Tuesday, 25 June 2019

Opening doors

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Growing global enthusiasm for emerging-market risk is good news for Asia and especially for the frontier markets that have yet to make their mark on the international capital markets. From Myanmar to Papua New Guinea, countries are attracting crowds of potential dealmakers.

A man looks out from the door of his house at Shwe Pyi Tar Industrial Zone in Yangon.

Source: Reuters

A man looks out from the door of his house at Shwe Pyi Tar Industrial Zone in Yangon.

Mongolia’s first international sovereign bond, launched late last November, allowed the country to borrow around one fifth of its GDP in one go. Investors flocked to the US$1.5bn deal, placing orders totalling US$15bn. The interest rate: 4.125% for five years and 5.125% for 10 years.

First-time issuers like Mongolia have been able to take advantage of a sustained rally in US dollar debt that has pushed global investors into riskier assets, as well as extraordinarily low US interest rates.

Riskier deals have followed. Honduras, a poor Central American republic, sold its first US dollar bond in March, raising US$500m at 7.5% even amid warnings of a potential coup and after one of its underwriters – Barclays – withdrew from the issue.

More of Asia’s frontier markets are looking to get in on the act. Papua New Guinea earlier this year mandated Barclays, BNP Paribas and JP Morgan to arrange its first sale of US dollar bonds, after receiving a Single B credit rating.

Bangladesh is also said to be discussing a first-time sovereign bond. Vietnam, which has not issued debt overseas for three years, was meeting investors in April ahead of a potential sovereign issue.

The growing appetite for low-rated sovereign debt is a symptom of a broader enthusiasm for frontier market investments that is not limited to the capital markets.

In Myanmar, companies from news organisations to hotel chains have been quick to invest following the country’s emergence from decades of isolation. International creditors have rushed to waive or reschedule billions of dollars of unpaid debts, a signal of growing confidence that Myanmar can make its political, economic and social reforms stick.

“Expectation management is critical here, both within Myanmar and in the international community”

While Myanmar may still be years away from accessing the international bond markets, the enthusiasm surrounding its re-emergence is raising fears that too much money may be arriving too soon.

“Expectation management is critical here, both within Myanmar and in the international community,” said Stephen Groff, vice president at the Asian Development Bank. “Speed management is the key.”

The ADB rescheduled US$512m of outstanding Myanmar debt in January, paving the way for it to resume operations in the country for the first time in 20 years. Myanmar also cleared its US$430m overdue debt with the World Bank, again replacing the arrears with a new facility of the same size. Japan, the country’s biggest creditor, has agreed to forgive a substantial amount of its debt, and other Paris Club creditors have pledged to write off 50% of the outstanding amount.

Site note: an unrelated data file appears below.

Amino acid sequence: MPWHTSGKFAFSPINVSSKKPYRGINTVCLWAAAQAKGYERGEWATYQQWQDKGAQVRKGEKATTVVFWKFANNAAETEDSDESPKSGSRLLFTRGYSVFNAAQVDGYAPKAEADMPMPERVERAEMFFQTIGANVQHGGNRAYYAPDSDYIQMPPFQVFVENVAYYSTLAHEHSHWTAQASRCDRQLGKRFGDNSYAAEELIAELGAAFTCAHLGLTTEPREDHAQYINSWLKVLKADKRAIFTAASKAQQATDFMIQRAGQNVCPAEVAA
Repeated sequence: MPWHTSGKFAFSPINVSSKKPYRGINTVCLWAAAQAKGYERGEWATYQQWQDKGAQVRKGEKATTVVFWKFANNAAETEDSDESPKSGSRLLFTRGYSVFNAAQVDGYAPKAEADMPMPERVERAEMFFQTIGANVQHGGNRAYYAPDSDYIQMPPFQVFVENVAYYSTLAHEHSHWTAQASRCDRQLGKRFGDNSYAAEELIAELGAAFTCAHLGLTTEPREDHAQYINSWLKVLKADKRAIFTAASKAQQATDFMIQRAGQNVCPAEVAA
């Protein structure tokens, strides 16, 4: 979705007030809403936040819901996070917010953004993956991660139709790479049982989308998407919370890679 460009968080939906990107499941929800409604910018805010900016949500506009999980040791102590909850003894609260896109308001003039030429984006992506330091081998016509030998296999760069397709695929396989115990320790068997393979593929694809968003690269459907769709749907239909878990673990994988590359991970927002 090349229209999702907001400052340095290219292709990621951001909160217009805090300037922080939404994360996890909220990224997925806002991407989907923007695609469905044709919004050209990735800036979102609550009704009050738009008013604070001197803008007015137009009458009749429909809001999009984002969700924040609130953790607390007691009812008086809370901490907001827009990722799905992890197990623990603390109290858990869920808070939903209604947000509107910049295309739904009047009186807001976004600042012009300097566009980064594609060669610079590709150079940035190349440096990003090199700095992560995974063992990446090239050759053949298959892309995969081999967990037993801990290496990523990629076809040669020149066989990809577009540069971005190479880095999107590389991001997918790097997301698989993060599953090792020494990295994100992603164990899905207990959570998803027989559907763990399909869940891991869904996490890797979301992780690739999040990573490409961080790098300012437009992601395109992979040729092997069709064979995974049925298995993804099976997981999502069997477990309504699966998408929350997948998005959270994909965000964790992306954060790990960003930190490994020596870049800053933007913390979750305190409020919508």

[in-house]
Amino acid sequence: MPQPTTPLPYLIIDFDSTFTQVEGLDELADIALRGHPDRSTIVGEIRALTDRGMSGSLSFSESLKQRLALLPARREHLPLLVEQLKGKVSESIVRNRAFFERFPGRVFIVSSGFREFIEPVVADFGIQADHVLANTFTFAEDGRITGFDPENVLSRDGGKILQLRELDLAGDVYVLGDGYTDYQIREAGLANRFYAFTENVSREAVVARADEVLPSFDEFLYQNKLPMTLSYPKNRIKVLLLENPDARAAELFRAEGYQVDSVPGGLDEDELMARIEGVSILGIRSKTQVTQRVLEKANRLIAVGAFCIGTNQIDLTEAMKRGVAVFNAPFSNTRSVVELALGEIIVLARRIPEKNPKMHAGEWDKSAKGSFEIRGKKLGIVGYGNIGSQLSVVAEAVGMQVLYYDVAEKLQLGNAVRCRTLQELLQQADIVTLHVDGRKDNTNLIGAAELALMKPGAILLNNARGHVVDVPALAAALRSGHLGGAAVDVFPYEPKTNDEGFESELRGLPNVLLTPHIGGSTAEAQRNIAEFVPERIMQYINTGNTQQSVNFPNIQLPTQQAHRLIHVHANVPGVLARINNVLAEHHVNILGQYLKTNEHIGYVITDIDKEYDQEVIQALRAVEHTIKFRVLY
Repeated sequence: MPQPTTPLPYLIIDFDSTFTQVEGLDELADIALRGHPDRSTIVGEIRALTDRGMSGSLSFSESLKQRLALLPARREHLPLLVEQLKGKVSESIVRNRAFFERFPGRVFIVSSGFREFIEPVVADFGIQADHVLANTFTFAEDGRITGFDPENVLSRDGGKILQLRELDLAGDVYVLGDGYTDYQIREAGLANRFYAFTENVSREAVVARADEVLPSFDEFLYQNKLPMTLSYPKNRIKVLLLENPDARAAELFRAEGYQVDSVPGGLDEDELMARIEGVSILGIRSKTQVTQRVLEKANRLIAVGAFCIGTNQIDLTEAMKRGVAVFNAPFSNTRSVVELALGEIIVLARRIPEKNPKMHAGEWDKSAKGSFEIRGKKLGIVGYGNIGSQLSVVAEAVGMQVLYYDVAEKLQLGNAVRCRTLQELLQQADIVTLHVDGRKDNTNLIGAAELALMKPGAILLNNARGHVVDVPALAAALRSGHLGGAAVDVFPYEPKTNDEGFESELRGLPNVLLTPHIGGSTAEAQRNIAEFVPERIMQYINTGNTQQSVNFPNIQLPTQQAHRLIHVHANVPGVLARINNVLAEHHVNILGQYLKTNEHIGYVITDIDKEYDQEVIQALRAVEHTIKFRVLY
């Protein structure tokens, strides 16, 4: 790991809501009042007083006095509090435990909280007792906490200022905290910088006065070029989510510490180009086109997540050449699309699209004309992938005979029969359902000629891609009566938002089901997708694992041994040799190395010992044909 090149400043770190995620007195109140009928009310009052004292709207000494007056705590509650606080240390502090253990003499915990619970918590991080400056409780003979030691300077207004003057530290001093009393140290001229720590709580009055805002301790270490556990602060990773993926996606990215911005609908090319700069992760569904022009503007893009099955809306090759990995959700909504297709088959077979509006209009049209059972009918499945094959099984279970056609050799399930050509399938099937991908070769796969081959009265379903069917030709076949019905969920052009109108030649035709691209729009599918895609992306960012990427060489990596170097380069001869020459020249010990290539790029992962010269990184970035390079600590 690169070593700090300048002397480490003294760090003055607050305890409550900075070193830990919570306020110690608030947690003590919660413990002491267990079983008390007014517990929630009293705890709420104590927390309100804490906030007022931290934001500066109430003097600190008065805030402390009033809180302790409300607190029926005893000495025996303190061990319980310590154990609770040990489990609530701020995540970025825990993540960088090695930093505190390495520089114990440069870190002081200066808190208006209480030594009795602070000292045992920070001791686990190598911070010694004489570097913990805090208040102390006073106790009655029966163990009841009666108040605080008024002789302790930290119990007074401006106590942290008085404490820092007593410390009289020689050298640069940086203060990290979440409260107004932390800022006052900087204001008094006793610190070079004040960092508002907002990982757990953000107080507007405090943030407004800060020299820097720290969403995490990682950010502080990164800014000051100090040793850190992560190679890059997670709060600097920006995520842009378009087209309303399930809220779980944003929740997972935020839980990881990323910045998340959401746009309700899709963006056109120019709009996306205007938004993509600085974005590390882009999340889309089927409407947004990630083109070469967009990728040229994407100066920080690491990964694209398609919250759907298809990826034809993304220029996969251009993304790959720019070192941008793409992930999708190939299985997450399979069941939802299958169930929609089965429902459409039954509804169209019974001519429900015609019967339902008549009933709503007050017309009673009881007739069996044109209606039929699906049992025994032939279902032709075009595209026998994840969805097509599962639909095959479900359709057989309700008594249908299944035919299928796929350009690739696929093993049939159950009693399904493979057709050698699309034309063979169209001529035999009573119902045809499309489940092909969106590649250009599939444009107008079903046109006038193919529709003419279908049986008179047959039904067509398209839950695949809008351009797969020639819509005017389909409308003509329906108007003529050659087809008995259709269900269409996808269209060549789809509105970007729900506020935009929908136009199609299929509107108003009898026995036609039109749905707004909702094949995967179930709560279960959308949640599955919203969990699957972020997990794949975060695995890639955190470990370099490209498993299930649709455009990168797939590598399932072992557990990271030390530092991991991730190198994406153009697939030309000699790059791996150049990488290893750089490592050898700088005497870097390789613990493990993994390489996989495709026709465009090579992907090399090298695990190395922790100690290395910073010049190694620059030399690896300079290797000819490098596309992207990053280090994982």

The development community will now work to put in place additional commitments. Contributors to the ADB’s Asian Development Fund are due to meet in Delhi to discuss an allocation to Myanmar that will go towards helping the government strengthen the country’s regulatory and institutional framework, as well as financing priority projects.

The bank’s private sector operations department is already assessing opportunities in the country.

“Creating the right enabling environment for the private sector is important. Countries need a strong regulatory framework to avoid the negative effects of too much too soon,” said Groff.

Vietnam’s struggle to contain inflation and maintain a stable growth trajectory since it began to open its markets in the late 1980s provides some hint of the challenges that a surge in foreign investment can produce. Inflation soared over 20% in 2008, and efforts to solve the problem failed to prevent the consumer price index from racing back over 20% again in 2011.

“There are similar patterns of private-sector excitement and investment around the two countries after they both emerged on the international scene, but there are also many lessons we can learn from the Vietnam experience and apply to Myanmar, that’s why we really emphasise this point on macroeconomic stability, on keeping inflation under control and keeping the eye on the ball on reform in areas that are going to make investment from the private sector much more effective,” said Groff.

Investors also face additional risks in return for their higher returns.

Political infighting quickly dragged down Mongolia’s newly minted 10-year overseas bonds, providing a reminder that such emerging markets offer suffer from instability. The notes were below 93 cents on the dollar before Japan’s monetary easing lifted prices at the start of April.

PNG in line for a significant boost to GDP once a liquefied natural gas project comes on line, but it ranks 150th out of the 174 countries on Transparency International’s 2012 corruption index. The country’s constitutional court twice overturned the results of a 2011 election and at one point the country had two prime ministers, two cabinets and two chiefs of police. More recently, bloody riots have also raised fears for social stability in Myanmar.

To see the digital version of this report, please click here.

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